Choreographed by: Karen Gabay
Featuring: Cast list
When: Through December 23, 2012
Where: Center for the Performing Arts, 255 Almaden Boulevard, San Jose
Tickets: $21-$105; Visit Ballet San Jose
With festive sets, elegant costumes, a familiar story and Tchaikovsky's well-known score, "The Nutcracker" ballet has been an audience favorite and a holiday tradition for decades. Ballet San Jose's new production adds humor, complexity and some stunning new choreography that should keep audiences coming back for years to come.
The San Jose Center for the Performing Arts was bustling on Sunday afternoon as hundreds of families took a break from holiday preparations to enjoy Ballet San Jose's production of the holiday classic, "The Nutcracker."
This production features an expanded storyline and new choreography by Karen Gabay, who is also a principal dancer with the ballet company. The story is quite complex, so luckily the program includes a synopsis (written in rhyme by Gabay) to help fill in some details.
Before the curtain rises, the audience is treated to a short overture by the excellent Symphony Silicon Valley, led by conductor George Daugherty. Then the lights come up on an animated party scene at the home of heroine Marie Stahlbaum's parents. Marie's godfather, Drosselmeier (Raymond Rodriguez) arrives with gifts, including a large, mysterious box for Marie (Maria Jacobs-Yu), which is revealed to contain a nutcracker doll.
Drosselmeier invites some actors to the party to tell the story of the Nutcracker Prince. Here would be a good time for viewers to consult the synopsis poem to figure out what is going on, since this play-within-a-play is often missing from other productions of "Nutcracker."
In short, a magic Mouse King (Francisco Preciado) casts a sleeping spell on a Princess (Mirai Noda), and any suitor who can crack a hard nut with his teeth will break the spell and be rewarded with the Princess' hand in marriage. One young man succeeds, but before the two can be wed, the Mouse King, angry that the spell has been broken, turns the suitor into a nutcracker. It sounds a bit grim, but the tale is conveyed by the actors with plenty of humor and melodrama.
Gabay brings other nice touches of humor to the party as well. Marie's brother, Fritz (Thomas Baker) is portrayed as a high-energy lad, teasing and showing off and generally expending lots of good-natured energy. During the adults' dance, there are a couple of cute, comical breaks where Drosselmeier dances crazily with the Grandmother, petticoats showing and gray hair flying.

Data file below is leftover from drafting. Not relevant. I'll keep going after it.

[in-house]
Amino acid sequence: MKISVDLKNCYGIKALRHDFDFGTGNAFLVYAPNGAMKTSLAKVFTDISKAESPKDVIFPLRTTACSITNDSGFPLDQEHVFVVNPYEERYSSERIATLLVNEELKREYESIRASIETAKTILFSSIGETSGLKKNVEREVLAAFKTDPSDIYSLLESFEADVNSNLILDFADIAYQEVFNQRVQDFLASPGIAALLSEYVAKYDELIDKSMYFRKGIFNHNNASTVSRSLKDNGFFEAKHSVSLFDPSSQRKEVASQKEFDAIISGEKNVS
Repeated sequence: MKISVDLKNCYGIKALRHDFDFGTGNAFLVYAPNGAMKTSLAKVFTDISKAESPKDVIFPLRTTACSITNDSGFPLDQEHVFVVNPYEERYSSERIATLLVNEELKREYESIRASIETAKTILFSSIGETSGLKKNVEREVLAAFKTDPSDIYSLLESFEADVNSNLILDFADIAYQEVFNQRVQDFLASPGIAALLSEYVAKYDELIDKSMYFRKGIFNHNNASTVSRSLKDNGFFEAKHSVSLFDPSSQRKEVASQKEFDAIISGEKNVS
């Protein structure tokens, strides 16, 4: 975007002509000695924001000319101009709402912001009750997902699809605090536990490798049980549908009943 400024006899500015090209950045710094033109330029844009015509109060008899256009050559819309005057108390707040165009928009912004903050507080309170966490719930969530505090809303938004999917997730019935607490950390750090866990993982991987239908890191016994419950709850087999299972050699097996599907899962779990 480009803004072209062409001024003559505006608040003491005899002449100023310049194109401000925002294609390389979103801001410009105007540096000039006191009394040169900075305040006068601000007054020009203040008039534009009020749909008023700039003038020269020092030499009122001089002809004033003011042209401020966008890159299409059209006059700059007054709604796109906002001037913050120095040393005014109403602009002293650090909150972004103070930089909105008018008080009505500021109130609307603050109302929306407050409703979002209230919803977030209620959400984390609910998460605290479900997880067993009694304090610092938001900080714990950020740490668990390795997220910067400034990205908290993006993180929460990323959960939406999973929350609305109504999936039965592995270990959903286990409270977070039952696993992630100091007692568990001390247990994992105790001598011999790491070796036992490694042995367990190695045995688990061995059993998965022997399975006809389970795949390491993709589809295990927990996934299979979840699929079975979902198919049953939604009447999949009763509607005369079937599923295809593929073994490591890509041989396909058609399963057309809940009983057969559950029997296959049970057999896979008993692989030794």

After the guests have gone and the household is asleep, Marie sneaks downstairs to take another peek at her gift. She dances a little solo to the famous "Dance of the Sugar Plum Fairy" tune, and falls asleep on the floor near the Christmas tree.
At midnight, Marie finds herself in a waking dream, as the furniture seems to grow taller around her. She witnesses a battle between an army of mice and the Nutcracker Prince (Ramon Moreno) with his tin soldier troops, and then the furniture recedes and a forest appears, where snowflakes dance in swirling eddies. The snowflakes' dance is a masterful piece of choreography, the pulse of the music setting off dancers in cannon in fast-changing formations, and it is danced beautifully by the corps de ballet.
Act Two reprises the snowflakes, and then moves into the familiar divertissement section, beginning with children from the Ballet San Jose School as adorable dancing flowers. The traditional Spanish, Arabian, Chinese and Russian variations follow, danced by soloists from the company. Though beautifully performed and featuring familiar and beloved music, these "national" dances seem a little less fresh than the rest of the production, perhaps a little stereotyped for modern eyes.
Mére Maxine (Maximo Califano channeling Eric Idle) arrives, like a clipper in full sail, in a vast skirt which she literally hauls up with ropes, revealing children hiding underneath who scamper out and join the dance. The beautiful Waltz of the Flowers follows.
The scene climaxes with a lovely pas de deux by Marie and her Prince (danced with gorgeous virtuosity by Moreno and Jacobs-Yu) and ends as the forest fades away and Marie finds herself back in her living room by the Christmas tree. A lively finale gives the audience a chance to applaud the dancers one last time.